When I cut those moments into the film, I had a dilemma: when a hammer dropped out of an astronaut’s hand and fell on the ground, should I put in a corresponding sound effect? Actually, there is no sound in the airless environment of the moon. So what was real was to have no sound. However, with the sound effect it felt more real.
I called Alan Bean, who had walked on the moon with Apollo XII. After leaving NASA, he became a full-time professional artist, painting pictures of the lunar landscape. I explained the predicament to Alan. He told me that there was no color on the moon, but that he used a touch of color because it made his pictures feel more real. I left the sound effects in. In art it’s about what feels real and true.
The perception of reality is one of the themes of Ram Dass Fierce Grace. As Ram Dass says, “Our perception of reality is a projection of our mind.” Ram Dass observed this in his early research into psychedelics and the nature of consciousness with Timothy Leary while they were both professors of psychology at Harvard. Then this awareness was enhanced by his experiences in India with his Hindu guru and his Buddhist teachers. In the film, Ram Dass, now confined to a wheelchair, describes how those earlier realizations help him deal with the effects of a massive stroke he suffered in 1998:
I can no longer drive my car. Now, my attendant drives the car, and I sit in the passenger seat. So each time I get in the car to go somewhere, I can either be an ex-driver, who can no longer drive, which will bring up suffering for me on that trip, or I can say, “Far out, I’m being chauffeured!” One brings up suffering, and the other brings up joy. It’s just a projection of my mind on the phenomenon of a trip to the post office.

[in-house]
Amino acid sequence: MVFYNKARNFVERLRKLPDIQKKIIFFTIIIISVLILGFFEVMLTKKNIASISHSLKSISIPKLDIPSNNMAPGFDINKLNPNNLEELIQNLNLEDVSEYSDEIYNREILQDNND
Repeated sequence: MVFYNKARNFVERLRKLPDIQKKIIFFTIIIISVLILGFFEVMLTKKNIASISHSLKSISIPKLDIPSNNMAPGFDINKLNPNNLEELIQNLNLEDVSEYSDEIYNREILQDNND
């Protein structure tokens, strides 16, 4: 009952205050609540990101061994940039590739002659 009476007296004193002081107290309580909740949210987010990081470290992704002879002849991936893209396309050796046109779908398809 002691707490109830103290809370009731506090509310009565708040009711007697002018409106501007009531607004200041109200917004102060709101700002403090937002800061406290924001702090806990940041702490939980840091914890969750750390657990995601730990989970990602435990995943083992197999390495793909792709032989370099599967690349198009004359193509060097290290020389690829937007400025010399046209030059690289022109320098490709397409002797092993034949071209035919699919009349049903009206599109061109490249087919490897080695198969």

As an artist, one is always playing with perception. Most of us believe that what we perceive is the truth. “Seeing is believing,” as the expression goes. For instance, have you seen a beautiful sunset recently? Here we are hundreds of years after Copernicus and Galileo, and we are still seeing the sunset. The sun doesn’t set. The earth rotates and eclipses the sun.
Back in the days of Newton, there were absolute laws of nature. Einstein explained that everything is relative.
How we perceive the truth is often influenced by our belief systems. In closed systems of belief, in any orthodoxy, there can be absolute truth. True believers believe that they—and their specific belief system—have a lock on the Truth.
Mahatma Gandhi was once leading a large protest march across India. A few days into the march, he found out that there was to be a great deal of violence, and he abruptly announced that he was ending the march. Some of his followers and supporters said, “But Gandhiji, you can’t call off this march. Many people, from all over India, left their jobs and came great distances to be on this march.” Gandhi replied, “Only God knows absolute truth. I just know relative truth. My allegiance must be to truth, not to consistency.”
Perhaps one of the reasons we feel in the presence of Truth is front of great art is that it takes us out of our belief system and opens us up to deeper possibilities. I believe that each one of us has an honest witness deep inside that tingles when we are in the presence of the Truth. It resonates, just as when one experiences the presence of the divine in nature, in witnessing a birth, a flower, an ocean storm, a volcano, or a tornado. One experiences awe and aesthetic arrest. As James Joyce says, we are put in touch with the Primal Cause of all things, with the Mystery. I’m with Joyce. That is what we strive for. On really good days, we can get close. ♦
Award-winning filmmaker, Mickey Lemle discusses Truth vs. facts in filmmaking from our “Truth and Illusion” Issue (Vol. 28, No. 4). This issue is available to purchase here. If you have enjoyed this piece, consider subscribing.